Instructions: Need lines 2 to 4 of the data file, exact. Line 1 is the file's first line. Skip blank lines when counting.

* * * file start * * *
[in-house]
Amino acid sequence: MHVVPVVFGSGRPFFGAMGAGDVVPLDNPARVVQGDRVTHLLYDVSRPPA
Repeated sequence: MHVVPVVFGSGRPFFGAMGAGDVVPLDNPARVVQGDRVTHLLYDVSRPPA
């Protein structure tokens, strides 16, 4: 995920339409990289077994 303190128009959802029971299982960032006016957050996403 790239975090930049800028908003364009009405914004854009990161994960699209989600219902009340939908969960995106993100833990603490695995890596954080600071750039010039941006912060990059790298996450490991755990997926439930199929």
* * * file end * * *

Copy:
Amino acid sequence: MHVVPVVFGSGRPFFGAMGAGDVVPLDNPARVVQGDRVTHLLYDVSRPPA
Repeated sequence: MHVVPVVFGSGRPFFGAMGAGDVVPLDNPARVVQGDRVTHLLYDVSRPPA
């Protein structure tokens, strides 16, 4: 995920339409990289077994 303190128009959802029971299982960032006016957050996403 790239975090930049800028908003364009009405914004854009990161994960699209989600219902009340939908969960995106993100833990603490695995890596954080600071750039010039941006912060990059790298996450490991755990997926439930199929």